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Re: Speeding up config and make

From: Bob Proulx
Subject: Re: Speeding up config and make
Date: Mon, 21 Apr 2003 23:32:38 -0600
User-agent: Mutt/1.3.28i

Bruce Korb wrote:
> I recently dawned on me that there is a simple way to speed
> up downloading, configuring and building packages by tweaking
> [...compile everything as one single source file...]
> It has the following effects:
> 1.  The resulting makefiles have fewer dependencies.
>     They are smaller.  Faster to configure.

I don't see how this would change configure speed.  There are the same
portability tests and the same number of Makefiles to process.  I
admit to not trying it but the speed of configure should be virtually
the same.

> 2.  There are fewer compilations.  They are much bigger, but
>     still take less time overall.

It all depends upon what you are optimizing.  If you have a fast
compiler and a slow make then this should work out to be faster.  But
what if you have a fast make *and* a fast compiler?  Is there any
savings in that case?

> 3.  Make runs *much* faster.  There are far fewer dependency
>     computations to make.  This savings is *FAR* greater than the
>     compile time wasted recompiling unmodified code.  Besides,
>     most building is on a clean tree anyway.

Most building for whom?  The end user installing someone else's code?
Or the developer recompiling and developing an application?

How long does 'make' run on your system when everything is up to date?
Change three random files, how long does it take to incrementally
rebuild the system?  How long to rebuild the entire system from
scratch?  How long to rebuild the system as a single compilation unit?

For any project that is small enough to compile successfully as a
single compilation unit then I postulate that make will not consume an
inordinate amount of time.  For those that are large enough that make
does consume significant time then I am sure that they are also too
large to be compiled as a single compilation unit.

> 4.  The executables are potentially faster because inter-procedural
>     optimizations are easier to perform.

Agreed.  There is potential there.  How much of that is realized is up
for debate.

> 5.  Downloads go faster.  The distribution is smaller (marginally).

To what do you attribute the smaller size?  What files are not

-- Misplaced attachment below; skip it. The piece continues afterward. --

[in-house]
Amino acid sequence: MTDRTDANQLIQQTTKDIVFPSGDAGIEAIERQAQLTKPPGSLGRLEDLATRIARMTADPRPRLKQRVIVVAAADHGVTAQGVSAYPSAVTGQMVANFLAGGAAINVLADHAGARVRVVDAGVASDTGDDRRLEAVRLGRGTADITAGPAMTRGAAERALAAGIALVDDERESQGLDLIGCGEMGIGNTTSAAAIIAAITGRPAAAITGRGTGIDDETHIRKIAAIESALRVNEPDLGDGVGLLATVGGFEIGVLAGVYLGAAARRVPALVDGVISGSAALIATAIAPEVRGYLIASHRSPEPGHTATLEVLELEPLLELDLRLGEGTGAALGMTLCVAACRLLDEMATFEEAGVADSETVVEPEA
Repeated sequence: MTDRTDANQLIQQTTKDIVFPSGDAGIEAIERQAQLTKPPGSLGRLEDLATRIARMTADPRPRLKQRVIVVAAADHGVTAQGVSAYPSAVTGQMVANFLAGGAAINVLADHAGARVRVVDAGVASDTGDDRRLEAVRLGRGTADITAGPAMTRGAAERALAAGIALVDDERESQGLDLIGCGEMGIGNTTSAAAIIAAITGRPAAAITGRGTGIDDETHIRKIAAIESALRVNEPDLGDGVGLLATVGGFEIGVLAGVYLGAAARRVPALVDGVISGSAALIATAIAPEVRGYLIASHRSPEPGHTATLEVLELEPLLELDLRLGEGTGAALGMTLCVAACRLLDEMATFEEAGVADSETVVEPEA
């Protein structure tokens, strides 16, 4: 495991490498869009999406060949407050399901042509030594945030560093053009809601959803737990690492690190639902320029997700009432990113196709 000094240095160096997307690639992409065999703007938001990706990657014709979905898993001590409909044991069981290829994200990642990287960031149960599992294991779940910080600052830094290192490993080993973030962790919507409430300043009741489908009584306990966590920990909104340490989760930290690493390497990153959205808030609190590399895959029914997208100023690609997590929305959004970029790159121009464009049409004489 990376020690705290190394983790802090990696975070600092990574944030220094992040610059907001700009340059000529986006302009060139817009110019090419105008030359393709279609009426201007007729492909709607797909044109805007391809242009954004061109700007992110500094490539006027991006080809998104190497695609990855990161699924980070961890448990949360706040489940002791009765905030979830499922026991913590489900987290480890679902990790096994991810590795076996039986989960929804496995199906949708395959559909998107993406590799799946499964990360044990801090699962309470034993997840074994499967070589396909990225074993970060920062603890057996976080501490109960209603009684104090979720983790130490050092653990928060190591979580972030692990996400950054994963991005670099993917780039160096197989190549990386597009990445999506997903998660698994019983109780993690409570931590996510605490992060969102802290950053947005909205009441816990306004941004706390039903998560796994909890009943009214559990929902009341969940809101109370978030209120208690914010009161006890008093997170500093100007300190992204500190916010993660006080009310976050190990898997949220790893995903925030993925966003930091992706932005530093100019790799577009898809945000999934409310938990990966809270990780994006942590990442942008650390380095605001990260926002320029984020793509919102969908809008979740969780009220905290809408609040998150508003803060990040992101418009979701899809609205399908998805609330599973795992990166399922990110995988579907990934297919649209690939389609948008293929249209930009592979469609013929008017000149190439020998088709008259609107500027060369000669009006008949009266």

distributed using your combined process that is distributed when
building normally?

> 6.  Changing one file triggers a full recompile.  It's still faster.

Possibly yes.  It all depends upon the particular mix of factors in
any given project.  But if I am compiling C++ instead of C the
compilers are much slower and I doubt I could get a faster result this
way with any mix.

> 7.  It is aesthetically displeasing.

Downright ugly.

You forgot about namespace issues.  Programs with static/private
variables and functions may not work.  By mixing them all together you
will break many correct programs.  You will introduce many namespace

> 8.  It leads to the following question:
> What if "make" were dropped altogether and replaced with a simple
> script that simply performed all the build steps all the time?
> If it takes less time to recompile the world than compute the
> dependency tree, why bother with make at all?  To heck with dependencies.

If you have the right mix of files and content then true, there is no
benefit.  But that is not a general purpose statement.

As a counter statement a large project to which I am a contributor
takes around six minutes to recompile entirely from scratch using a
shell script.  (I actually did that because the original build system
is abhorrent.)  There is no make overhead in that time.  I created a
make hierarchy using the autotools.  Using normal recursive make an
incremental compile changing any random three files out of the 2,500
odd C files in the project takes only 15 seconds bring the system up
to date.


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